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lower house are called representatives. Members of the upper house are called senators.

ELECTION OF MEMBERS OF THE LEGISLATURE. The State is divided into fifty-one parts called “senatorial districts." Each of these districts elects one senator for a term of four years, and three representatives for a term of two

years. Q. What is “minority representation?'

A. In voting for representatives, every voter may cast three votes for one candidate, or one and a half for each of two, or one vote for each of three candidates. It is called “minority representation” because the party having a minority in a district, by casting all their votes for one candidate may sometimes erect him.

Q. How large a part (at least) of the whole number of voters must the minority be in order to elect one candidate ?

MEETING OF THE LEGISLATURE.
Q. How often does the legislature meet?

A. Once in two years, unless called by the governor to meet oftener in extra session.

Q. When does its regular session begin?

A. On Wednesday after the first Monday in January following the election of representatives.

Q. Where does it meet?
A. In the capitol building, in Springfield.

DUTIES OF LIEUTENANT-GOVERNOR AND SPEAKER.

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Q. What officers preside over the two houses?

A. The lieutenant-governor presides over the senate, an officer called the “speaker,” elected from their own number by the representatives at the beginning of the session, presides over the house of representatives.

Q. What other important duty is performed by the speaker of the house?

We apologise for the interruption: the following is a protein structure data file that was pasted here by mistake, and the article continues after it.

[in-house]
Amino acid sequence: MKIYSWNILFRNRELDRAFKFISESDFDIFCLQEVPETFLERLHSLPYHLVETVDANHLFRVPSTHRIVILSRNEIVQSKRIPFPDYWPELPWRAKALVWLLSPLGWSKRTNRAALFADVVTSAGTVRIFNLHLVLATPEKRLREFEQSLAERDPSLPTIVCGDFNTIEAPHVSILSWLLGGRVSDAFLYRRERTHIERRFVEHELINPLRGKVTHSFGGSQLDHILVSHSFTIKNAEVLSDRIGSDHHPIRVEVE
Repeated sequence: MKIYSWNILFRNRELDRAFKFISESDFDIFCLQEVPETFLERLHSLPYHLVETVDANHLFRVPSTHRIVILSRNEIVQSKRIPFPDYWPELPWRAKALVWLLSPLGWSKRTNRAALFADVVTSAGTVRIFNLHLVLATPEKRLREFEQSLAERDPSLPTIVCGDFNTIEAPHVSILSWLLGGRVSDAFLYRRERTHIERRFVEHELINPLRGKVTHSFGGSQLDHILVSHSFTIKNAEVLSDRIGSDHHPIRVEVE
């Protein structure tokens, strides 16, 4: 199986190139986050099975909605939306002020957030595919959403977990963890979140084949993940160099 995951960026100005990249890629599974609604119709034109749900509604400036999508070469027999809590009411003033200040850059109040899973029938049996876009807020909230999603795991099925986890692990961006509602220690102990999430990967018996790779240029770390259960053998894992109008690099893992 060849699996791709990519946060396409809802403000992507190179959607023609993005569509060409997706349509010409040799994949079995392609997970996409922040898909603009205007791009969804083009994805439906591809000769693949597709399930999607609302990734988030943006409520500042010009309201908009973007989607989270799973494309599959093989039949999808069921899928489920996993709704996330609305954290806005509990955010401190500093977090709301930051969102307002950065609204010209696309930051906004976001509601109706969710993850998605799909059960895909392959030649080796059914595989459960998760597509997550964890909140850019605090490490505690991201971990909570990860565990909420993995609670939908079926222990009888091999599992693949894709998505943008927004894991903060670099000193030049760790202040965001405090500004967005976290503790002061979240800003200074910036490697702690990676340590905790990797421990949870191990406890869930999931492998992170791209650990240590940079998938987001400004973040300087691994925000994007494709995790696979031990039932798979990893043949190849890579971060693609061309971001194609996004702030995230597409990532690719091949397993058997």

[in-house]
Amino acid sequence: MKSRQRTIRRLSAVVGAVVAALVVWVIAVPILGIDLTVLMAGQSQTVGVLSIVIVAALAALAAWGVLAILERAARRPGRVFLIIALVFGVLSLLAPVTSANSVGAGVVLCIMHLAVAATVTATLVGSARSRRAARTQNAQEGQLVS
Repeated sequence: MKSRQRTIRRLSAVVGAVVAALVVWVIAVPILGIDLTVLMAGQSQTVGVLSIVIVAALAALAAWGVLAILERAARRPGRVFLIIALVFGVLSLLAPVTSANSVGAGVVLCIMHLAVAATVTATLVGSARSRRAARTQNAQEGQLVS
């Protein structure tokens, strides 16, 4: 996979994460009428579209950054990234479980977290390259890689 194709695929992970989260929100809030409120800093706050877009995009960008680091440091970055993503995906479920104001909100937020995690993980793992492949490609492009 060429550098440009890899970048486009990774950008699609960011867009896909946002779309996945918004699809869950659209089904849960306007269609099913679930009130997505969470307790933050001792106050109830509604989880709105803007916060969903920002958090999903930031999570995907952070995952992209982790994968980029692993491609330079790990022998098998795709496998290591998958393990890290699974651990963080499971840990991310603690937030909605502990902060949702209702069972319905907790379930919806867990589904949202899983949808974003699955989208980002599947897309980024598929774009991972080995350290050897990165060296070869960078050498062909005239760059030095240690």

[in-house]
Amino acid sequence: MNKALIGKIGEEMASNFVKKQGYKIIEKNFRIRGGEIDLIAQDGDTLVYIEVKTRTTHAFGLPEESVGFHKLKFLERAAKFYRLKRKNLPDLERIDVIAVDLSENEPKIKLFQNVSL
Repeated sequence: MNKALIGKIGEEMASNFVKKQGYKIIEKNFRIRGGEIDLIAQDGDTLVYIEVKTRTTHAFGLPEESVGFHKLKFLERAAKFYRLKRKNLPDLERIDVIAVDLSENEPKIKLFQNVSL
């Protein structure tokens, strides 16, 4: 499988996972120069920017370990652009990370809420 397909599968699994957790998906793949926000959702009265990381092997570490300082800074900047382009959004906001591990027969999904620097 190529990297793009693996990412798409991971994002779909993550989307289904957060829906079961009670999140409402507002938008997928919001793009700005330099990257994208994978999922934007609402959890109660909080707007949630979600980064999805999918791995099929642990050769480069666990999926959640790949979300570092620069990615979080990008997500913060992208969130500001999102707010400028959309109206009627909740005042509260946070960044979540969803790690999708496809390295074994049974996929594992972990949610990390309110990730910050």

A. He appoints the committees of the house.

Q. What can you say about committees of the legislature ?

A. A committee consists of three or more members, whose duty it is to attend to some particular subject of legislation. For example, the committee on education has charge of all matters relating to the public schools of the State, and it is the duty of this committee to advise the legislature what to do for the schools.

The committee's advice to the legislature is called its - report.

Q. What is the chief rule for selecting members of committees ?

A. A majority of each committee is taken from the political party which has a majority in the house to which the committee belongs.

Q. Why is the appointment of committees a very inportant duty ?

A. Because nearly all the work of a legislature is done by its committees. Reports of committees are nearly always adopted by the legislature without material change.

DUTIES OF THE LEGISLATURE.

Q. What are the duties of the whole legislature ?

A. To levy such taxes, make such appropriations, and enact such laws as are necessary for the welfare of the State. To impeach State officers; that is, to arraign and try them and deprive them of office for misconduct in office.

Q. What is an appropriation?

A. A sum of money directed by the legislature to be used for a certain purpose ; as, for the support of the asylum for the insane, or the penitentiary, or the State normal schools.

Q. What counties compose the senatorial district in which you live? (See page 60.)

Who is senator from your district? Who are representatives?

THE EXECUTIVE DEPARTMENT. Q. What officers constitute the executive department of Illinois ?

A. Governor, lieutenant-governor, secretary of State, auditor, treasurer, superintendent of public instruction, and attorney-general.